Being able to forward messages and instantly share information is one of the blessings of email, but it is also a curse, as many people can attest. A simple, honest mistake can become a companywide conflagration once someone decides that everyone should know about it. A privately stated negative comment can become a human-resources nightmare when someone helpfully decides to forward the criticism to the person being discussed. Rumors become rampant as people rush to send them to everyone they know.
Here are some guidelines to keep you from over-forwarding.
Think of two people before you forward an email: the author of the item you are forwarding and the person you are forwarding to. First ask yourself if the person who wrote it would like other people to read it. If you are not sure, ask or err on the side of caution and do not forward.
Next, and equally important, realize that when you hit send you are sending a meta-message to all your recipients. You are saying, “What I have to tell you is so important that you should spend your valuable time reading it.” Ask yourself honestly: Is this joke, consumer alert, cartoon, political statement, bit of gossip, example of someone’s stupidity or other questionable material really worth taking people’s time?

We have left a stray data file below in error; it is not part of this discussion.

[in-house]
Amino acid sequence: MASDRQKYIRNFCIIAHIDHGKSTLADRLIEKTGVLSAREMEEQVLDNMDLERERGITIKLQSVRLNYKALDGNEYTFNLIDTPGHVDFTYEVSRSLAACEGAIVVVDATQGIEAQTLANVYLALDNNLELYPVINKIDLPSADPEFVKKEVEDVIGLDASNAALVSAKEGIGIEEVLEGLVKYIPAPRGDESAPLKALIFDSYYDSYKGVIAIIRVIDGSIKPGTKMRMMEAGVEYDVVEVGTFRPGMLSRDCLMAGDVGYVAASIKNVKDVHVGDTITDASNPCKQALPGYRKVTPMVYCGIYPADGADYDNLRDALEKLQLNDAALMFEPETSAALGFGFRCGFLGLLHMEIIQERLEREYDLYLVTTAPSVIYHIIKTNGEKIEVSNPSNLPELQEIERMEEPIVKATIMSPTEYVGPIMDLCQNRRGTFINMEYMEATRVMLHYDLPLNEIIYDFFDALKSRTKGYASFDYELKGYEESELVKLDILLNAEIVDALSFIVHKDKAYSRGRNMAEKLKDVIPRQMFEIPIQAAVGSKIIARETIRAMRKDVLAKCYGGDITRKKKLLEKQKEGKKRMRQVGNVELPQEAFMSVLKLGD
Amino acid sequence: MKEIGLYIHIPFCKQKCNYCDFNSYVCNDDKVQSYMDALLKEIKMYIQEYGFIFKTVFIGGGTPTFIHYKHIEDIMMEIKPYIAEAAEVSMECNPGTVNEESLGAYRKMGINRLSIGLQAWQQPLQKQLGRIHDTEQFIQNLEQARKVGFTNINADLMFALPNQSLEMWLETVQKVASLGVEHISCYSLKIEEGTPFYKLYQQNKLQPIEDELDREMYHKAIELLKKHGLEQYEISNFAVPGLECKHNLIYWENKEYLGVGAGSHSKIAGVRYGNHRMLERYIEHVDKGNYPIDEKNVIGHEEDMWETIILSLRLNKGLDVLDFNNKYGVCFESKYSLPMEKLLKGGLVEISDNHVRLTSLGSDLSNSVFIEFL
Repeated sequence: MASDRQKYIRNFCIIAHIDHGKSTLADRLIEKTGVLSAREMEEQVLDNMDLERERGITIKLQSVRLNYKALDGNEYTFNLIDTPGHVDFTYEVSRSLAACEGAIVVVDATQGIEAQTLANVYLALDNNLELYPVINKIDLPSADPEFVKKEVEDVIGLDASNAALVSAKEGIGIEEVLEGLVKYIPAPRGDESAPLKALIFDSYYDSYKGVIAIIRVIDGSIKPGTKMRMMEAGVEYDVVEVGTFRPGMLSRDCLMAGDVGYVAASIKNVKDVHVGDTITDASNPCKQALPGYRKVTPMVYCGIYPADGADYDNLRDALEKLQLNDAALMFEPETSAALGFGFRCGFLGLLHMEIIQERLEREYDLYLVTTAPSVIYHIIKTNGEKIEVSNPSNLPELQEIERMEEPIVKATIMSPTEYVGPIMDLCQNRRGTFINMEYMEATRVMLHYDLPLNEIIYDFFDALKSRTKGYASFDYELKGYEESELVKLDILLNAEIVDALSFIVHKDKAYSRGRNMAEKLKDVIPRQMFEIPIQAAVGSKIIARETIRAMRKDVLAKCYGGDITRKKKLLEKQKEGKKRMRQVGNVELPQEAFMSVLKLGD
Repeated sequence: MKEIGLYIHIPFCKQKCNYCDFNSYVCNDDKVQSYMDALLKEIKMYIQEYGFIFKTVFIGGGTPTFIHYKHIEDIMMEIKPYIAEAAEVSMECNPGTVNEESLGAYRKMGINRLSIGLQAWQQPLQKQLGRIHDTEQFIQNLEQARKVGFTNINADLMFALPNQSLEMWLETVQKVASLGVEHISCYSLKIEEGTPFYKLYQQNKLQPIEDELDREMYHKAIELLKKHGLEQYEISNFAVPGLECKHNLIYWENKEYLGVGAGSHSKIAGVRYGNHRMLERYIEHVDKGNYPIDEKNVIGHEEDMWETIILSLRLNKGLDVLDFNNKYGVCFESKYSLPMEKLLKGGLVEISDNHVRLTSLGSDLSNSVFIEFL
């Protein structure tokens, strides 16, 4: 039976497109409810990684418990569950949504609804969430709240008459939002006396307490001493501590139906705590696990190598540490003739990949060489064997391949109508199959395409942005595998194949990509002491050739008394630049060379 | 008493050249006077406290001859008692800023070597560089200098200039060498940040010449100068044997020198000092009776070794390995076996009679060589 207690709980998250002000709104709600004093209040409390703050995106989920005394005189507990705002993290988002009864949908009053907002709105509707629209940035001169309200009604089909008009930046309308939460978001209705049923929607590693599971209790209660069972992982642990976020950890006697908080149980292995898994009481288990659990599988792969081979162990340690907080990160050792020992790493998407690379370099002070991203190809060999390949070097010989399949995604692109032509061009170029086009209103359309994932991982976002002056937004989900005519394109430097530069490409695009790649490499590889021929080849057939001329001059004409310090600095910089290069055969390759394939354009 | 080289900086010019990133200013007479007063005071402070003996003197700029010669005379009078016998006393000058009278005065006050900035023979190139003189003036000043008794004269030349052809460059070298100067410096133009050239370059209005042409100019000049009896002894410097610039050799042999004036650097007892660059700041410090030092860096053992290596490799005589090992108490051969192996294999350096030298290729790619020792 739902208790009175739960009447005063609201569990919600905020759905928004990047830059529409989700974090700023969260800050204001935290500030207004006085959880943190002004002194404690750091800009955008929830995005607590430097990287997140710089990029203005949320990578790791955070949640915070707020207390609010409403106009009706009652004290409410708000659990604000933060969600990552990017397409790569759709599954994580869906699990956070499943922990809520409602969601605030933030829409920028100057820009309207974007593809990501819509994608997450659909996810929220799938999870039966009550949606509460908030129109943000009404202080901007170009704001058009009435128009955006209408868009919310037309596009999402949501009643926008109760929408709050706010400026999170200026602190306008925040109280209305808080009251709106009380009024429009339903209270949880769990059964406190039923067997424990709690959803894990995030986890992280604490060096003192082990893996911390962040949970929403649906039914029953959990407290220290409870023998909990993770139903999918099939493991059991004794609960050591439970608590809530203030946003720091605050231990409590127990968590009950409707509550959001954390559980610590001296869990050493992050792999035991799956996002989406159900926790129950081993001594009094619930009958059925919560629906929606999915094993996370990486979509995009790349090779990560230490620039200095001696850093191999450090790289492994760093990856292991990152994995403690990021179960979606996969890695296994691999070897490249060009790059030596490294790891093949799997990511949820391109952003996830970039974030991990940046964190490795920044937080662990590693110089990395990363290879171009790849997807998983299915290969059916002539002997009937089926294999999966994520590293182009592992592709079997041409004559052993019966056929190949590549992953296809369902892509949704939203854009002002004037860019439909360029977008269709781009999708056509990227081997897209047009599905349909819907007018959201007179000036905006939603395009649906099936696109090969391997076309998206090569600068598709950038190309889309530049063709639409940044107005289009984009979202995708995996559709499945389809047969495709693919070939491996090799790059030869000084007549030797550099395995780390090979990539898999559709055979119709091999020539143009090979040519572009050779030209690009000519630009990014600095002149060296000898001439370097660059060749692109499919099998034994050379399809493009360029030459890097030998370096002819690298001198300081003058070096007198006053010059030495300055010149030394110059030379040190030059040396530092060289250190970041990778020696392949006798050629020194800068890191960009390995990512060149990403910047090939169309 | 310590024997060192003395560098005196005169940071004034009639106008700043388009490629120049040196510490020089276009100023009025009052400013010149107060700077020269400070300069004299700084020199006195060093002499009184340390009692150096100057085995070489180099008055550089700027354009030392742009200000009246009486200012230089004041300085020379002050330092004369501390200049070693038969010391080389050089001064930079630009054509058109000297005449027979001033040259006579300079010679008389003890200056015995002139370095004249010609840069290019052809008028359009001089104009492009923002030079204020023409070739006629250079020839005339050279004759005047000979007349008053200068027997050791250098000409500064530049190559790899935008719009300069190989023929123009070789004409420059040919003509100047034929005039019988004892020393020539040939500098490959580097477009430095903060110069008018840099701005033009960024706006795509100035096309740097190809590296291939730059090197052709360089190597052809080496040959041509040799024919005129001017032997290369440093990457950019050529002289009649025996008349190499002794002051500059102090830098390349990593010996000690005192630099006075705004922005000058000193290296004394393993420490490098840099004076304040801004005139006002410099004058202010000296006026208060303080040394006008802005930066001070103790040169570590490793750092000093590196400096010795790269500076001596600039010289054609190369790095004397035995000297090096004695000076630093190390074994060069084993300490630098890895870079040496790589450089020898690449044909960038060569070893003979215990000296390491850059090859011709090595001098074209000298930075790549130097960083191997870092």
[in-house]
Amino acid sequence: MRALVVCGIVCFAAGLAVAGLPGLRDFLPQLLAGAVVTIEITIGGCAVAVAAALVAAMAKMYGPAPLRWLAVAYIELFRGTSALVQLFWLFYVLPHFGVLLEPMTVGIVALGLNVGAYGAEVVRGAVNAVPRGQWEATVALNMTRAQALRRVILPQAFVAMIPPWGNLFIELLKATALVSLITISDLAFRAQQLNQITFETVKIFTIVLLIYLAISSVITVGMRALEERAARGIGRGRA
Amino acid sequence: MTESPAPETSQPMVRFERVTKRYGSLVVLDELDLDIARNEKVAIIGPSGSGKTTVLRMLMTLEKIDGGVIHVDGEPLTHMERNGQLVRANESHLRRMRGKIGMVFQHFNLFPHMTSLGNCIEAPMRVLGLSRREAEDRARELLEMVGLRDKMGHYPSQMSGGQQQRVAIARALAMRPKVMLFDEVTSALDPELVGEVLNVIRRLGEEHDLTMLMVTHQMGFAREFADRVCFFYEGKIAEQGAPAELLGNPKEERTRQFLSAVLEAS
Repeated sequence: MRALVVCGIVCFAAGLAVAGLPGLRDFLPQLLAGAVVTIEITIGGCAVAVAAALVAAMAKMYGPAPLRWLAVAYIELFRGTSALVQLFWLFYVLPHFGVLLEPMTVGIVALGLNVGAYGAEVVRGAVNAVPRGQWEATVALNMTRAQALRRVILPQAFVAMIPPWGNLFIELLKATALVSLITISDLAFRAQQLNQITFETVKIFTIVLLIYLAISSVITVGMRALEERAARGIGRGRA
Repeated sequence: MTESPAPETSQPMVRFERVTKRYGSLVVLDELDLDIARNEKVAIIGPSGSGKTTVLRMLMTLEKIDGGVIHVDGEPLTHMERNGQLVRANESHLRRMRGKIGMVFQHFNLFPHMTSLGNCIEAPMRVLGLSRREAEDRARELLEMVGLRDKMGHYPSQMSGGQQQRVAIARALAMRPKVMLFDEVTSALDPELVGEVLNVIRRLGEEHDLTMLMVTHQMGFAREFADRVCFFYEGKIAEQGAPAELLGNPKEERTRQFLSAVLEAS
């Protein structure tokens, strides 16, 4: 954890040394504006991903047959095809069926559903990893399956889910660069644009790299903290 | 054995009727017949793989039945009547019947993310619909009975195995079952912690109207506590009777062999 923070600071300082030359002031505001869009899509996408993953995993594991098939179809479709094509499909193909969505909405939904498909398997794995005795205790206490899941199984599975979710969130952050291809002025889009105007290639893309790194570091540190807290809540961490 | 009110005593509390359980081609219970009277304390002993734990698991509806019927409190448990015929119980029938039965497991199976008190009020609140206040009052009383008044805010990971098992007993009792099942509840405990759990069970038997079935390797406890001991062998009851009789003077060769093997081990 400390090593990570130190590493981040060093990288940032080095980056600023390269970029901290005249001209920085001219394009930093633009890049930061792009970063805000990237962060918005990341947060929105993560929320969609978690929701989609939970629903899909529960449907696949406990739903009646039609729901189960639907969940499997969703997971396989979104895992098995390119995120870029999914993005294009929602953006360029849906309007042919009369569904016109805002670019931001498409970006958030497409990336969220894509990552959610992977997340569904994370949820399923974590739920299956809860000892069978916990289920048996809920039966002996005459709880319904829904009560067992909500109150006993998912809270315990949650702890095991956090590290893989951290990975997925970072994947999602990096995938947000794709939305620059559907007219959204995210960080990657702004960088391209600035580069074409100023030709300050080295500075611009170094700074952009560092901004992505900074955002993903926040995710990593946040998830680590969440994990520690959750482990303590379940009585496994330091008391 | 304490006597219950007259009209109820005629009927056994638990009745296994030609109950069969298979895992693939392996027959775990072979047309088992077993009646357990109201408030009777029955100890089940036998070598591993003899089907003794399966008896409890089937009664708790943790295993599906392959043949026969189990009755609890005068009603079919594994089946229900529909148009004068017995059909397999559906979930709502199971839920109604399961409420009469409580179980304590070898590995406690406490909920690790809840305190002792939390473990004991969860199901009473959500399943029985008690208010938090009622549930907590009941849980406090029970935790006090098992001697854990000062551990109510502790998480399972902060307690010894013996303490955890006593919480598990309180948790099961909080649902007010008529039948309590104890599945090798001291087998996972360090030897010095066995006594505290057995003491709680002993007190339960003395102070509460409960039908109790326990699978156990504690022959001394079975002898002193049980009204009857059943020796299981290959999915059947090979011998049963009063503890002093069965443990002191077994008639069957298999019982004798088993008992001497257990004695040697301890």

Perhaps the item you are forwarding is of genuine interest to your reader; if so, fire away. However, think before you send. As the Gregg Reference Manual says, “Ask yourself if the person or people to whom you plan to forward the message have a pressing need to see it.”
A few etiquette points about forwarding:
- Do not force people to click through a series of attachments to get to the actual message you are sending. Make it easy on your readers.
- Protect the privacy of previous recipients. If the forward contains the email addresses of previous recipients, delete those names before you forward. Previous recipients probably do not want their email addresses sent all over creation just because someone decided to forward.
- The exception to this would be if you are forwarding something within your organization and want others to know who else received the email.
- If you are forwarding a group of people who do not know each other, protect the privacy of their email addresses by using the Bcc function. List the recipients’ names in the Bcc line and the To line will just read “undisclosed recipients”.
- If you are forwarding to a group that knows each other well, go ahead and list all the names in the To line. Then everyone will know who else received the message and will resist the urge to forward it to other members of the group.
Forwarded emails clog the overloaded inboxes of millions of individuals. They can stir up trouble where none need exist. They can also be tools for usefully sharing valuable information. Only you can decide whether the message you are about to forward should be sent. All I ask is that you pause and consider the question.
©2012 Elizabeth Danziger All rights reserved
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